The burden of responsibility ought to be shared

Why is it that we start taking things seriously only when tragedy hits closer to home? Why do we wait for the storm and then prepare, instead of showing preparedness in advance? The COVID-19 pandemic has been no different and instead of dealing with things with ample preparation, we have been working on panic, triggers, and finger pointing.

The merry idea of wanting to flatten the curve seemed so easy. Just stay at home, distance yourselves and we will all be fine. But it is all much more complicated than that; especially when people are sitting at the edge of their seats waiting for the government to open up so that they can go out again. At the same time, these are the same people who want to blame the government for not doing anything, not doing enough. These are also the people who want bailouts like handouts, instead of loans because for some reason we, as a society, have come to believe that the government owes us. We forget though, government is of the people, for the people and by the people. So these heads, sitting at the grown up table are nothing more than our elected representatives. They don’t come to power because of some superhuman powers they possess and so, expecting them to come up with divine solutions is nothing less than humane.

Has anyone thought of it this way—having to make decisions such as opening up the recreation sites or hair salons, that seem so simple and yet are nothing short of matters of life and death, must be so stressful for those in power. No matter what decisions the governments take, they will always see some opposition, some push back. Last week, when recreation sites and parks across Northern America started to slowly open up, there was an instant flood of people everywhere. Across the border, when Yellowstone National Park opened up its gates last week, people lined up in their cars and campers, crowding, flaunting the social distancing rules. Elsewhere across the ocean, when liquor shops opened up, people descended on the streets to buy liquor, started hoarding up on it, erupting in to arguments over it and again, blaming the government for opening the shops in the first place. Then again, right here in our backyard, Ontario and Vancouver have been seeing some serious traffic with people rushing out their doors, without masks, without social distancing, queuing up in front of restaurants and stores.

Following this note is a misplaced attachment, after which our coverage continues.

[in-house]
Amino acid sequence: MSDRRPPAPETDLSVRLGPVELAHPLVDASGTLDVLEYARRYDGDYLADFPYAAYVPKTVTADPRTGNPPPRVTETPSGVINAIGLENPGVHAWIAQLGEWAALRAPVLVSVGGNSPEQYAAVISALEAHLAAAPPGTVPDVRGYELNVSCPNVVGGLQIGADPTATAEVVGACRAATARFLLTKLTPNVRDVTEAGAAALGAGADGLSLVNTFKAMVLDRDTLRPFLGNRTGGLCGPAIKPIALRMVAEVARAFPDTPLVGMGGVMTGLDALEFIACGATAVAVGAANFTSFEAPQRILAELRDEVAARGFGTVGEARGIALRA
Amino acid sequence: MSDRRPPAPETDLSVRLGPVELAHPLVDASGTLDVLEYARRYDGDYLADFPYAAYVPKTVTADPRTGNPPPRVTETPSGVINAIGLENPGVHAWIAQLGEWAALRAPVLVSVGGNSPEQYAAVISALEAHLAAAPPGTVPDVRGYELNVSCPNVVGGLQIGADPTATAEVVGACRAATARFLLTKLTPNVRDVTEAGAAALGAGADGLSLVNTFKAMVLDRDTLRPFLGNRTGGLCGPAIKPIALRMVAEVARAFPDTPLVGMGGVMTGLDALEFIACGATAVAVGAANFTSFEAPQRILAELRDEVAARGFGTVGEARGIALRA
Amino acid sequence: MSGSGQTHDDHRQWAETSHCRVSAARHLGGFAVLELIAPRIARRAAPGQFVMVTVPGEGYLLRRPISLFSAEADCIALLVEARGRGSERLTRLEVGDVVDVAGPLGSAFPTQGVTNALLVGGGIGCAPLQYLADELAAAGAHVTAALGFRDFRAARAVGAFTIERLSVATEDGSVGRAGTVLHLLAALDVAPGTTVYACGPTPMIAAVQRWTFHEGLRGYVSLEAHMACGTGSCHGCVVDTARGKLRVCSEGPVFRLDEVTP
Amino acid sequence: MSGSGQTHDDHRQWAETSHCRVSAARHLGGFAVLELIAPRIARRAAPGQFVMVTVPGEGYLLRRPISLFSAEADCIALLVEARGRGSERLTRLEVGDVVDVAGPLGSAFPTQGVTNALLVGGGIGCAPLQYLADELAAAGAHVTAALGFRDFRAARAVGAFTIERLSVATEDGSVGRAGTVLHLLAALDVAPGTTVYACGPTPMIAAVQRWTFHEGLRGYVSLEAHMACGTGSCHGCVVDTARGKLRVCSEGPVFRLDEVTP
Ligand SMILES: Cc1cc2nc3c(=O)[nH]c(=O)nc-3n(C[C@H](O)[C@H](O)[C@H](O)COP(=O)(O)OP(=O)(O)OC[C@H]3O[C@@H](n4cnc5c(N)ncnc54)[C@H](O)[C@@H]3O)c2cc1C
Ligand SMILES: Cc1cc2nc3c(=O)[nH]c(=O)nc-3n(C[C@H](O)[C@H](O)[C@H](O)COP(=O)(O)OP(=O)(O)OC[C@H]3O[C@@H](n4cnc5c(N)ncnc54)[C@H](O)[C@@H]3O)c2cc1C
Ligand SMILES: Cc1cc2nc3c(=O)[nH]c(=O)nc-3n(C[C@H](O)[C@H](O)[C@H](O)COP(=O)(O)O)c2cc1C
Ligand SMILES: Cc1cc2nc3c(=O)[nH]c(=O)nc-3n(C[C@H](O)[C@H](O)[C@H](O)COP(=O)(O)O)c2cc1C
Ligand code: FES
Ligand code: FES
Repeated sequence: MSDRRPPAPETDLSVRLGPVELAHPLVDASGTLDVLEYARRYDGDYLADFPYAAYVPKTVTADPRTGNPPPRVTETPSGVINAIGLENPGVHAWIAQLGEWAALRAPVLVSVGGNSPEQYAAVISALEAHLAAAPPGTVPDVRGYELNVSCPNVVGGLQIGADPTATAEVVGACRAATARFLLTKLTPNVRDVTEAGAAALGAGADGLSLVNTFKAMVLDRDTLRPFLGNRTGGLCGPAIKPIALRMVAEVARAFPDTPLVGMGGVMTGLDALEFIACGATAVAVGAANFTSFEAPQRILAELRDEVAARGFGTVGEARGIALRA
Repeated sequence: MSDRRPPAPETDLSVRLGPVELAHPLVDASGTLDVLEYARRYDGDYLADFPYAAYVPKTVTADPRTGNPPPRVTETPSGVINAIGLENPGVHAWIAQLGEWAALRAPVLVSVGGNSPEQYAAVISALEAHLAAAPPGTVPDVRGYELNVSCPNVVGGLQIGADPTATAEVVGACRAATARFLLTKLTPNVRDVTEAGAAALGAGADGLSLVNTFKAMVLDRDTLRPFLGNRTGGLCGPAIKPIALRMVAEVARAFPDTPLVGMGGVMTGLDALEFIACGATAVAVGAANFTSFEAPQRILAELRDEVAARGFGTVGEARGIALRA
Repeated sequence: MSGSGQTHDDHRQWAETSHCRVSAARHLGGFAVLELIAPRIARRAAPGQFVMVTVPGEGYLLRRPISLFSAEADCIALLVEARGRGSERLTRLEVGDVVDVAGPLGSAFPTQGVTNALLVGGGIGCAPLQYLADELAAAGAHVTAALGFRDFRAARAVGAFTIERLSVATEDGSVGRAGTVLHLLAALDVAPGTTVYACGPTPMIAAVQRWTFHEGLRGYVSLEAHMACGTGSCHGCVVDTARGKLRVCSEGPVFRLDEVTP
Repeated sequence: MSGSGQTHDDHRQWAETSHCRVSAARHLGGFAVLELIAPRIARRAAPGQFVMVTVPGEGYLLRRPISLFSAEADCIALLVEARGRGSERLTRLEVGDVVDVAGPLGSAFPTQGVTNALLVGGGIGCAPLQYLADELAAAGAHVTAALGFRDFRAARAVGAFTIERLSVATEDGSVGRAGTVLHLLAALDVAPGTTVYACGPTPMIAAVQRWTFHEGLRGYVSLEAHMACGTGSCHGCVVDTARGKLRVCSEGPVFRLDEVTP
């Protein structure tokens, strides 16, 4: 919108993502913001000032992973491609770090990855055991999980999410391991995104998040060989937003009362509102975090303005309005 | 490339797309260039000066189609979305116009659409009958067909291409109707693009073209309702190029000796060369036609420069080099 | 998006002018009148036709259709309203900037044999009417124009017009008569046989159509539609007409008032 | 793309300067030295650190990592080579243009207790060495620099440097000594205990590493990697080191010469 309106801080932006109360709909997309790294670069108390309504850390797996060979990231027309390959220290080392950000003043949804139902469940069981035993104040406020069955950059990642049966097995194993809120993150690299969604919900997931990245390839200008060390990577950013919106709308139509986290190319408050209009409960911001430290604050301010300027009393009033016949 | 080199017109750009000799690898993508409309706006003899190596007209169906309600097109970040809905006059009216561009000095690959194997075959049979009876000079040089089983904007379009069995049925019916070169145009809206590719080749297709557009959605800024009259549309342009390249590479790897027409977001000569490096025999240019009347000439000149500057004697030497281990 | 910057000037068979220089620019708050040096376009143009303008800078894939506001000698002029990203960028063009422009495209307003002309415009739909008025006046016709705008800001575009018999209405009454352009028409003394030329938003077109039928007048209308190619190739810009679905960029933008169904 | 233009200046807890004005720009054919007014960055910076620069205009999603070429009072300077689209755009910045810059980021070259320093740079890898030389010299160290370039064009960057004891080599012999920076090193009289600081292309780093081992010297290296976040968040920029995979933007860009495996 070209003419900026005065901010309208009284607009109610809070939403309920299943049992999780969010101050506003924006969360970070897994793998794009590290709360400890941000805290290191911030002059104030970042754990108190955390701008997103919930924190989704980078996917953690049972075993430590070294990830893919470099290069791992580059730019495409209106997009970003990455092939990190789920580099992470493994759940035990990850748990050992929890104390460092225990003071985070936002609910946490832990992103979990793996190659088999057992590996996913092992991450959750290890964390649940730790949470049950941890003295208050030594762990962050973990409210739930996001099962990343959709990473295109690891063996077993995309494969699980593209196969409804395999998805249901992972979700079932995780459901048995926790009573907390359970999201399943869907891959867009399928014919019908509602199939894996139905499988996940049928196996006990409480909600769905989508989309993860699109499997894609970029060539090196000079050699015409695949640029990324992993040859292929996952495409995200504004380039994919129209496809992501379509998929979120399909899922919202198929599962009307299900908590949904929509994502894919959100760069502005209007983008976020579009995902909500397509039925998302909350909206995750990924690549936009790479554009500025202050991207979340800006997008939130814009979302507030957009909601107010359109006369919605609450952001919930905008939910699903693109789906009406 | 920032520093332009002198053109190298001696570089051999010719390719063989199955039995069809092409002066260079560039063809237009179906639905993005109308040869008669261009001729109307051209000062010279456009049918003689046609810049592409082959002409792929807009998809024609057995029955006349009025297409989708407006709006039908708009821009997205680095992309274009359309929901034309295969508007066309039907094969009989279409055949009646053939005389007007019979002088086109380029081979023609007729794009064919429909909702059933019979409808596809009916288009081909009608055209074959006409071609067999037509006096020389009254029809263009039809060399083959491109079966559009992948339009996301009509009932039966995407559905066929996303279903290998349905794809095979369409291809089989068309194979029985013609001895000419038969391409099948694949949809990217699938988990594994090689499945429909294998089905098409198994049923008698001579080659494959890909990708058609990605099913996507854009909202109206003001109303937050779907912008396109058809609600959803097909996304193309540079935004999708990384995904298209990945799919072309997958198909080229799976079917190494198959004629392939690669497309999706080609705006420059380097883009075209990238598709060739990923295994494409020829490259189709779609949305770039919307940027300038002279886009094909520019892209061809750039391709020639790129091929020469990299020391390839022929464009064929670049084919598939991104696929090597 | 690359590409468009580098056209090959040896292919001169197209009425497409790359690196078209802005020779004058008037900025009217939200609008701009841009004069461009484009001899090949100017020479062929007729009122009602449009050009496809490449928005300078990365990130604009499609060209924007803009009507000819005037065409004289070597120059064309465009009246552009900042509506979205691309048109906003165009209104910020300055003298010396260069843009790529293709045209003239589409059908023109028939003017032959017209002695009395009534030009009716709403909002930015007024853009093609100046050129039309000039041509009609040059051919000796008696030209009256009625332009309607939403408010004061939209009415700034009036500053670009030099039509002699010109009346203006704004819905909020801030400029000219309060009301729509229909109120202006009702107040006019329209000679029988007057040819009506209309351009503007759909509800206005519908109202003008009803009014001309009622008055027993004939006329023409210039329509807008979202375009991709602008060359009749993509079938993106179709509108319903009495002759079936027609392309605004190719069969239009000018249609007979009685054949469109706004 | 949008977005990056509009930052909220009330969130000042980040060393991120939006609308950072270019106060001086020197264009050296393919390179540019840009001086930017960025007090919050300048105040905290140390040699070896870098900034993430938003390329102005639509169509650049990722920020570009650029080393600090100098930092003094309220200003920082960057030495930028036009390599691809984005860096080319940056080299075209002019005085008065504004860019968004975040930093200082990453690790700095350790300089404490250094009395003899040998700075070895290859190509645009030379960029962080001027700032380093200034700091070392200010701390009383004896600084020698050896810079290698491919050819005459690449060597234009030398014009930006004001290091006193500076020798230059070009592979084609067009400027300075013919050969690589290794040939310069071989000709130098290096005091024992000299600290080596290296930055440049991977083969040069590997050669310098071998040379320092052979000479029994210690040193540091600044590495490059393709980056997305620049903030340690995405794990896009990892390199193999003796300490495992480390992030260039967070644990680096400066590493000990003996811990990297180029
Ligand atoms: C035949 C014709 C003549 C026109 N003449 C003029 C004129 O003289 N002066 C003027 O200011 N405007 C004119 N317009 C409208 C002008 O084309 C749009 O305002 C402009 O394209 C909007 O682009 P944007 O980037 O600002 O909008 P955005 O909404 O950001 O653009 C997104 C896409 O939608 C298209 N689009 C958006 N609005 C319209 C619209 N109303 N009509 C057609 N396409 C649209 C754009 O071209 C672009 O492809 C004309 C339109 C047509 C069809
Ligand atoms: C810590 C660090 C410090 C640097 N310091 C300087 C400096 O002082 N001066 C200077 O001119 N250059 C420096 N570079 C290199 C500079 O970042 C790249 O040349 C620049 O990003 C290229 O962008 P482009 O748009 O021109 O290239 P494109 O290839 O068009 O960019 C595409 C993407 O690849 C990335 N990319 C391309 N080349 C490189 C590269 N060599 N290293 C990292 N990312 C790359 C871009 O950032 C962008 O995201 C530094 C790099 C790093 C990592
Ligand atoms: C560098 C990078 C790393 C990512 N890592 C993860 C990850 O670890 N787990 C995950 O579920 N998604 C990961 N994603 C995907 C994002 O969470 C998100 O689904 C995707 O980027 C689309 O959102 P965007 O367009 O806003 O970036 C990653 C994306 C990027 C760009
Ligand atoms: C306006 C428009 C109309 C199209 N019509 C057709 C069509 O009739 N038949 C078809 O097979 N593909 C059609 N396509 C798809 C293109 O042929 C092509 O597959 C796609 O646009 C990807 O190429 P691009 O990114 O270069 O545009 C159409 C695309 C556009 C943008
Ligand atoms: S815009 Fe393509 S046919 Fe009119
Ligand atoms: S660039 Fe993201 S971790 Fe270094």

All such incidents, give another reason to indulge in blame game. It’s the government’s fault for opening up too soon, right? Wrong. It is unfair to point fingers at the government when we are the ones not following protocol, not taking this sensibly. Even though apportioning responsibility to others is the instinctive response we humans have, it is important for us to take the responsibility for our actions instead of blaming the governments, and companies for their actions. It is important, we all share the burden of responsibility and do our share during this pandemic, instead of just sitting back, waiting for those in power to make rules and take decisions. Here is to hoping we are as intelligent a species as we actually believe, and here’s to taking responsibility for our actions.

Priyanka Ketkar is Multi-Media Reporter for Black Press working out of the Burns Lake office

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